A work of art is the child of its time: each period produces an art of its own, which cannot be repeated -- Wassily Kandinsky
A teensy squirrel stamp
It was mid 90's today, broke some heat records for the state, not something I am happy to participate in, actually. When the valet brought our cars around he got out of the first one and announced it was 109 inside. Really made me want to drive anywhere! I was up at 4:30 with the dog again, she just can't make it through the night any more, poor thing. We got out to the street and all the sprinklers were going so we all got soaked. Needless to say that didn't start my morning in a good way.
I had my stitch group and got a bit more done on my knitting- the group has pretty much declined to 4 of us, soon to lose another one, but I keep going because it's my only human contact on a weekly basis. I had intended to get to the studio after that but swung by the house and went in to see what's going on today- a guy was putting up door trim with all the huge saws in my living room. There was another guy up on a big ladder white washing the ceilings in the lanai and entry, and the day boss was eating his lunch on my fancy new steps. The AC was cranking away but the temperature inside was only a few degrees cooler than outside. I went home, but within 15 minutes got a call to come arbitrate 'a problem'. Seems the sinks add too much height to the vanities in the bathroom so we have to shave off all the top drawers.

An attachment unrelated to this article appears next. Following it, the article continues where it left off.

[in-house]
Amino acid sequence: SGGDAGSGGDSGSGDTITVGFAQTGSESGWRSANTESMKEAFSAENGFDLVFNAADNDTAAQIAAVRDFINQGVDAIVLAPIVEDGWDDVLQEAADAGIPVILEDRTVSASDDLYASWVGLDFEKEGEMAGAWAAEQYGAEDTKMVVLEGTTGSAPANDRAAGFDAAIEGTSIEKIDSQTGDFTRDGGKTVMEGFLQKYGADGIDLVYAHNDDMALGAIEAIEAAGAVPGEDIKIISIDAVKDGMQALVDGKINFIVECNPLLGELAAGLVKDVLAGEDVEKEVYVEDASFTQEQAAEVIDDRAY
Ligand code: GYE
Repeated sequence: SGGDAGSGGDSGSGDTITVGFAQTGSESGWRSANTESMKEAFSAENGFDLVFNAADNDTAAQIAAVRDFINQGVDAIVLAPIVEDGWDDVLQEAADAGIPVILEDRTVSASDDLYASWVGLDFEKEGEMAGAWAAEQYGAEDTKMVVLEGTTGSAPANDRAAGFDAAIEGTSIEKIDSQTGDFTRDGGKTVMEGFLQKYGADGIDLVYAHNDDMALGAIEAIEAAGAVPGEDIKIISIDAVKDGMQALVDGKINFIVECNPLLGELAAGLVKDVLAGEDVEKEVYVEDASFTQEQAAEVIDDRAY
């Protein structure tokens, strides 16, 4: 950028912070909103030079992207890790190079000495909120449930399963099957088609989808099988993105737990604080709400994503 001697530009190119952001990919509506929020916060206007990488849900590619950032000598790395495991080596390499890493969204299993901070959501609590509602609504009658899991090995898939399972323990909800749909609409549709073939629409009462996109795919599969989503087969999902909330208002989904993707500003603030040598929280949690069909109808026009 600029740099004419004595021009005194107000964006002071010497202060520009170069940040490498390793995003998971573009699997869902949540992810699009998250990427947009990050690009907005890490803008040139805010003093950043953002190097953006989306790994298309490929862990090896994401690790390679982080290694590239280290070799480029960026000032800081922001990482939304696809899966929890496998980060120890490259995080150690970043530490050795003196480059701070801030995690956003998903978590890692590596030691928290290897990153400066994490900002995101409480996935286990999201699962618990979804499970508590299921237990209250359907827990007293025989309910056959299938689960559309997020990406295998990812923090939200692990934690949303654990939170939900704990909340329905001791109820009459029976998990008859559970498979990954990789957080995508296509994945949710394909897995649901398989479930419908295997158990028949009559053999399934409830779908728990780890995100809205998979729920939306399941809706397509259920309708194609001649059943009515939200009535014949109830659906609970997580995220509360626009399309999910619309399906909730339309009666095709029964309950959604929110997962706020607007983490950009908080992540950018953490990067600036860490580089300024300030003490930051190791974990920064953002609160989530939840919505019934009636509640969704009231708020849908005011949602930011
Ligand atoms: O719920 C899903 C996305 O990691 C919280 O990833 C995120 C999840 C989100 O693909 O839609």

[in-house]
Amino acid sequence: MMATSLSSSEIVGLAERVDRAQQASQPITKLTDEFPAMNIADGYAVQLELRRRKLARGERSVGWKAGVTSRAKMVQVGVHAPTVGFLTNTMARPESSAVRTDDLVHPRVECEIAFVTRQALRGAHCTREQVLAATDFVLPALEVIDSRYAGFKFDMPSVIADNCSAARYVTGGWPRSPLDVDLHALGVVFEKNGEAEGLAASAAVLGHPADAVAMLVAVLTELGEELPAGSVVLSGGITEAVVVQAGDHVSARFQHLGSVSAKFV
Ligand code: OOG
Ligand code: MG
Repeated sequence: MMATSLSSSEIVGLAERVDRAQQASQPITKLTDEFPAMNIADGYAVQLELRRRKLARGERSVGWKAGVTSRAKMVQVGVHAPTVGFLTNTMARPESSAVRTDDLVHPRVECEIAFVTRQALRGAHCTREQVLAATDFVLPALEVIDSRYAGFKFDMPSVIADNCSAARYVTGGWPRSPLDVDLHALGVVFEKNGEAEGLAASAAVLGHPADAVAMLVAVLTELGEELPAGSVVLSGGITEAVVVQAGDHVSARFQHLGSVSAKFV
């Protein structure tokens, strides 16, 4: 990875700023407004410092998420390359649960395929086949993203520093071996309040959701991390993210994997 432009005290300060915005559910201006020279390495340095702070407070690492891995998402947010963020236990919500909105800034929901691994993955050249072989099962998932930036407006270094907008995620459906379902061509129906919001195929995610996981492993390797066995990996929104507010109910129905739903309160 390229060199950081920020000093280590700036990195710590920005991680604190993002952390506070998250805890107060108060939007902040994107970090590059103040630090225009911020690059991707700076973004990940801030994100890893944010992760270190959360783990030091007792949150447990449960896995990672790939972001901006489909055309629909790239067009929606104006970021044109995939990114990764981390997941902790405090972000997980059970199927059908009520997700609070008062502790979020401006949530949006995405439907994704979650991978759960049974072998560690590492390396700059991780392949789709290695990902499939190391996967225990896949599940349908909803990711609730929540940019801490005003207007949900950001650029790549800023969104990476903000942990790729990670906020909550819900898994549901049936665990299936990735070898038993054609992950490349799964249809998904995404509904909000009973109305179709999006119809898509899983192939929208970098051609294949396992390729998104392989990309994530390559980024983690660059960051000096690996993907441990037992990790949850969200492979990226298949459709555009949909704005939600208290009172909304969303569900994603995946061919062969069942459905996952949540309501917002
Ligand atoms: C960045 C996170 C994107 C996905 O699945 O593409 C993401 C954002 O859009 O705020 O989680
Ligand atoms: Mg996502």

I went home again. But got called again at 3 to come look at the pool size which had been spray painted into the sand and gravel pit that's my future yard. This time TY came too and for once he was happy. At this time they also needed me to delineate the wood paneling for the dining room. Done. 'About 'so' big', 'maybe here and here' and 'you decide, I don't care', and I was outta there yet again. And that dear reader is why I don't get to the studio.
Tomorrow I need to go. And I will tell you the plan for finishing the Big Slasher off.
A picturesque village in China’s Shengsi islands, population zero. This place nestled by the mouth of the Yangtze River used to be a thriving fishing village, but over time residents abandoned the area and Mother Nature took over. more
Nanning-based photographer Tang Yuhong explored the village recently and came back with some mesmerizing photographs of his trip. The village looks like a movie set with its incredible greenery and cobbled stone laneways – a beautiful contrast to the bustling streets of China we’re used to seeing in travel photos.
Oskar Zapirain's photographs capture eerie forests cast in thick fog, hazy light descending upon the foliage in the same green shade that blankets the floor in moss. Zapirain focuses on a beech forest in Northern Spain, pruned for generations for charcoal production. The continuous pruning caused the trees to grow into unexpected shapes, their long branches reaching through the fog like ghostly limbs.